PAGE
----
Co-supervisor: Dr James Pilgrim
A fully-funded 3-year PhD studentship on Renewable Integration in Power Systems at the University of Southampton, a top university for Electrical Power Engineering in the UK and worldwide.
A transition from coal and gas based non-renewable generation to wind and solar based renewable generation is necessary to ensure a sustainable low-carbon future. But this transition introduces several challenges to power system operation. One of the challenges is to find the impact of stochastic and intermittent dynamics of renewable sources of energy on power grid, and how these dynamics can be better controlled to ensure global system stability. This is not a trivial problem given that the available integrated models of wind farms or solar parks do not correctly represent the dynamics of the constituent turbines or photovoltaic panels. Another challenge is a fall in system inertia for grids with large-scale integration of renewable sources, since renewable energy sources do not contribute to system inertia (which is the rotating mass in the system). A direct impact of low system inertia is to make the grids unstable as system inertia is needed to resist disturbances (such as a fault or a sudden load change) occurring in the system and to maintain the frequency of the system.
This project will find solutions to such challenges related to maintaining the stability of power grids in light of renewable integration. Towards this broad goal, the student will explore various ideas, such as developing an accurate model for a wind farm or solar park that preserves the underlying oscillatory dynamics, while reducing complexity, thereby eliminating the use of inaccurate substitute models. Such a model will then be used to design dynamic and optimal control schemes for wind farms or solar parks in order to assist in global power system stability. An idea to address the impact of renewables on system inertia is to accurately estimate the rate of change of frequency (RoCoF) in the system – as low inertia translates to high RoCoF – and use it to provide ‘synthetic inertia’ to the system using energy from high capacity storage devices or through intelligent control of wind farms and solar parks.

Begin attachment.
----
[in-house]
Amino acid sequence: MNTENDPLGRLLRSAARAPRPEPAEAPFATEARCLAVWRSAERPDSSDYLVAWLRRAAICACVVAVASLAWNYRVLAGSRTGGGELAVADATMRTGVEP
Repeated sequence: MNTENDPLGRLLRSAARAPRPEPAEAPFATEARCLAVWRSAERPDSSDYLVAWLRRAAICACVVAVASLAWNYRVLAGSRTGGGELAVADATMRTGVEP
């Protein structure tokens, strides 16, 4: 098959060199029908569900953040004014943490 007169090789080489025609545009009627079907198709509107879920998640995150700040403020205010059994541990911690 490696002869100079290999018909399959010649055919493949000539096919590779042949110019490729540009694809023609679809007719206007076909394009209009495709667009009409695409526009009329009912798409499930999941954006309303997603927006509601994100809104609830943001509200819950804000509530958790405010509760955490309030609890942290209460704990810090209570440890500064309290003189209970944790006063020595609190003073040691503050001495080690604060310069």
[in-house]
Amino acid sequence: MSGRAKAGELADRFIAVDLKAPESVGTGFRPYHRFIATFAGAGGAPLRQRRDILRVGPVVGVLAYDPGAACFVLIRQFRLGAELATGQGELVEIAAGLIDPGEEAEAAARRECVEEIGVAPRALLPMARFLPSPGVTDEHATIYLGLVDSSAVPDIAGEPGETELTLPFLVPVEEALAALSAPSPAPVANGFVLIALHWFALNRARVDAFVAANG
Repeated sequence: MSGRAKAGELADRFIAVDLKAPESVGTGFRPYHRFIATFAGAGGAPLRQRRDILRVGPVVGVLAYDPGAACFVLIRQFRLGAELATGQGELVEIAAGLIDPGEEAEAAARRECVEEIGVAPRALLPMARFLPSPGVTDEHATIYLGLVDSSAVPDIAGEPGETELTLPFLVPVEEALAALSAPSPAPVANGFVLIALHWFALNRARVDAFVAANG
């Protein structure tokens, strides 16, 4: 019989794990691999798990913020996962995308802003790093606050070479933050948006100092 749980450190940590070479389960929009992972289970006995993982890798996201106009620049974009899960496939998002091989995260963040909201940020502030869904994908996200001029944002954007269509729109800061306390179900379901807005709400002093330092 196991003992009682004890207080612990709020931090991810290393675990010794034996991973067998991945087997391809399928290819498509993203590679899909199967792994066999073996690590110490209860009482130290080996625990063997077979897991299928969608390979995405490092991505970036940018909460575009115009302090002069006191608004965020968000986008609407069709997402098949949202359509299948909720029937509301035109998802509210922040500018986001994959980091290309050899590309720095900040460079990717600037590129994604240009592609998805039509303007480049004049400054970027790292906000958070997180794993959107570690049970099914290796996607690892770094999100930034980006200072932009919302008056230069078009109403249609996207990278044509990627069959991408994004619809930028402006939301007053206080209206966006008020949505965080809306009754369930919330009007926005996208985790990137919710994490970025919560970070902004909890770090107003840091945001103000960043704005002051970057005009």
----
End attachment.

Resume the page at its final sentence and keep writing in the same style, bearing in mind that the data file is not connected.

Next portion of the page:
The project is open to customisation based on the particular interests of the student but needs to be in the broad field of stability aspects of renewable integration.
For any queries contact: Dr Abhinav Kumar Singh (A.K.Singh@soton.ac.uk)
Entry requirements: first or upper second-class degree or equivalent in Electrical/Electronic Engineering, with knowledge of power systems. Good programming skills in MATLAB/Simulink or a similar simulation software required. Additional subject knowledge desired in control design, signal processing, dynamic modelling, and renewable energy systems.
Closing date: 23 August 2019.
Duration: three years (full-time)
Funding eligibility: full tuition fees for a UK student or an EU student who has been working or studying in the UK for at least 3 years prior to the start of their PhD, and a tax-free stipend of £15,009per year. Self-funded international students are also welcome to apply.
Assessment: Nine month and 18-month reports, viva voce and thesis examination
Start date: 23 September 2019
About the research environment
The studentship is based in the Electrical Power Engineering research group (www.epe.ecs.soton.ac.uk). Ranked in the top 1% of universities globally and among the UK’s top 20 for research, the University of Southampton has an international reputation for its research, teaching and enterprise activities.
We aim to be an equal opportunities employer and welcome applications from all sections of the community. Due consideration will be given to applicants who have taken a career break. University of Southampton holds an Athena Swan Silver Award. The University has a generous maternity policy and onsite childcare facilities; employees are able to participate in the childcare vouchers scheme.